60 Minutes crew detained in Beirut


Nine’s Tara Brown and a 60 Minutes crew have been detained in Beirut whilst filming a story on a family at the centre of a custody tug of war.

Fairfax Media reports two Australian children, aged 2 and 5, were taken to Lebanon for a holiday by their father. But the father did not return the children to their mother in Australia as promised.

60 Minutes was reportedly with the mother during a recovery operation, involving a European-based agency. But after the children’s mother and the children escaped to a safe house, Beirut police located the crew and the employees of the recovery agency and local security and sought to interview them. The mother and her children are said to have avoided interception by police.

A Nine spokesperson said, “We can confirm a crew from 60 Minutes has been detained in Beirut. We won’t be giving out any more details, other than to say we are working with authorities to get them released and back home ASAP.”

The incident again highlights the dangers of filming volatile stories in foreign territories. Earlier this year a 60 Minutes crew was attacked whilst filming a story in Stockholm, Sweden and a Four Corners crew was detained in Malaysia last month after quizzing Prime Minister Najib Razak about a corruption scandal.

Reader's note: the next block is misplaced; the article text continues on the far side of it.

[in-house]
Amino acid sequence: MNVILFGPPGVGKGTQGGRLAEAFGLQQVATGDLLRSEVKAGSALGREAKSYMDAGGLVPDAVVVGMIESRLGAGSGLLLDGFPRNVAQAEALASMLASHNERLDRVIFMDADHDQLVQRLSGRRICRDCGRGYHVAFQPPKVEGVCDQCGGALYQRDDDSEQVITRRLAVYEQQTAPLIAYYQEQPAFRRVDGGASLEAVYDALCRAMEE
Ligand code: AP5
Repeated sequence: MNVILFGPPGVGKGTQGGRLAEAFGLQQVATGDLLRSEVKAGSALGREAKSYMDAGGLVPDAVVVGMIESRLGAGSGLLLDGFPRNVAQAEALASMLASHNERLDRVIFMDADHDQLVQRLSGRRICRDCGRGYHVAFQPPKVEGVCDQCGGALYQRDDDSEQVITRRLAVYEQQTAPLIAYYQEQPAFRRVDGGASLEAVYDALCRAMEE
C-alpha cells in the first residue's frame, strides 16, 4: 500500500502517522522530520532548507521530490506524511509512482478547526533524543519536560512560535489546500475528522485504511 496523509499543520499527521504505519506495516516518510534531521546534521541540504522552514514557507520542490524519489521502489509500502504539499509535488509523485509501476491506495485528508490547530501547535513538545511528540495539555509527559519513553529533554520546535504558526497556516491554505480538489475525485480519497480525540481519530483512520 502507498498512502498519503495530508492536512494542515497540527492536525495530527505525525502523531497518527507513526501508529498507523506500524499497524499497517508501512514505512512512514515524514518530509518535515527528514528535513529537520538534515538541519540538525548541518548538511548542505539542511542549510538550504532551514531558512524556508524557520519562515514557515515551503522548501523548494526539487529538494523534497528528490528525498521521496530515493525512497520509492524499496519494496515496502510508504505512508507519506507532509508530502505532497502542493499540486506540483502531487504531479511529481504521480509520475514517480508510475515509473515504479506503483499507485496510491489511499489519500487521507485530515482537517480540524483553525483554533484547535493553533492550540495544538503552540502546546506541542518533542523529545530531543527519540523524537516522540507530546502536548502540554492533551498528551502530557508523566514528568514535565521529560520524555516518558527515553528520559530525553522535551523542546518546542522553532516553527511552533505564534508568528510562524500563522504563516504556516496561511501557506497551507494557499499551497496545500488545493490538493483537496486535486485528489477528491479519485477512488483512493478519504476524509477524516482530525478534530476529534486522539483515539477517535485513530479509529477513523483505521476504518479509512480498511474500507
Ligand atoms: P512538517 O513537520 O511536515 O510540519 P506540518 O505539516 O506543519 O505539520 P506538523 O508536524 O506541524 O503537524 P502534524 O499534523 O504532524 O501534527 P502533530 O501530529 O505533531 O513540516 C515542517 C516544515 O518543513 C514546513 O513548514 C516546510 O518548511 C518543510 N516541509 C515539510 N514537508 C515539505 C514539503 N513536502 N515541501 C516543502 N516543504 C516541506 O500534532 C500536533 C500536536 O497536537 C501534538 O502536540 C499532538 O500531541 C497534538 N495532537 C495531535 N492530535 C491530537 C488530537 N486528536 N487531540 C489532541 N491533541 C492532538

UPDATED: Local Lebanese media reported the recovery agents fixers were “gunmen” and that there had been an altercation involving a grandmother when the children were snatched at a bus stop. These claims have been denied by 60 Minutes, which was not involved in arranging the operation.  

Foreign Minister Julie Bishop confirmed that DFAT is seeking to confirm the whereabouts and welfare of the crew and have offered the consular assistance.


  1. This story will milked dry by channel 9, but I suppose getting detained will be getting a bigger response than the story they started out doing.

  2. Knowing what journalists are like, if they refuse to co-operate with authorities 100% over there, then jail them until they do. No one is above the law.

  3. Secret Squïrrel

    This case is a little different from the other two recent situations. While we can all probably agree that the father was wrong to take the children away (or retain them) without notice, it doesn’t necessarily follow that the right thing to do is to snatch them back again.

    Aside from the wishes and welfare of the children, the actions carried out in Lebanon are, on the face of it, illegal – kidnapping is a crime irrespective of the kidnapper’s reasons for doing it. The police would very likely be interested in interviewing the 60 Minutes crew as witnesses, let alone whether they might have assisted with the kidnapping itself.

  4. Proper journalists doing proper journalism – good work 60 Minutes for rocking the boat. These are the unfortunate dangers you face, but when those dangers happen, they know they are on the right track of a good story

    News Limited – take notice about what real journalism looks like

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